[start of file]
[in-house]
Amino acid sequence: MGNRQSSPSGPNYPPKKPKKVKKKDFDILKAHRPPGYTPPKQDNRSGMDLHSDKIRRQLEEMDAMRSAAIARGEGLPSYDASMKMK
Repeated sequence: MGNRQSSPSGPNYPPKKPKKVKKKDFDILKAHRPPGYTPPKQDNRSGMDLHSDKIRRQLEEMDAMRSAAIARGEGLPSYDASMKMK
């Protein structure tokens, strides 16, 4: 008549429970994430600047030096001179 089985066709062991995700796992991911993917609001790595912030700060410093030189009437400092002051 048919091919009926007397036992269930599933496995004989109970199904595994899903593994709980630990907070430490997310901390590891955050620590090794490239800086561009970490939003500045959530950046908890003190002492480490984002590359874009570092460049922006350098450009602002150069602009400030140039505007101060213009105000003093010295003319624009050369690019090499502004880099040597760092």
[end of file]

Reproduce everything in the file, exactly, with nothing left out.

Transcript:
[in-house]
Amino acid sequence: MGNRQSSPSGPNYPPKKPKKVKKKDFDILKAHRPPGYTPPKQDNRSGMDLHSDKIRRQLEEMDAMRSAAIARGEGLPSYDASMKMK
Repeated sequence: MGNRQSSPSGPNYPPKKPKKVKKKDFDILKAHRPPGYTPPKQDNRSGMDLHSDKIRRQLEEMDAMRSAAIARGEGLPSYDASMKMK
């Protein structure tokens, strides 16, 4: 008549429970994430600047030096001179 089985066709062991995700796992991911993917609001790595912030700060410093030189009437400092002051 048919091919009926007397036992269930599933496995004989109970199904595994899903593994709980630990907070430490997310901390590891955050620590090794490239800086561009970490939003500045959530950046908890003190002492480490984002590359874009570092460049922006350098450009602002150069602009400030140039505007101060213009105000003093010295003319624009050369690019090499502004880099040597760092």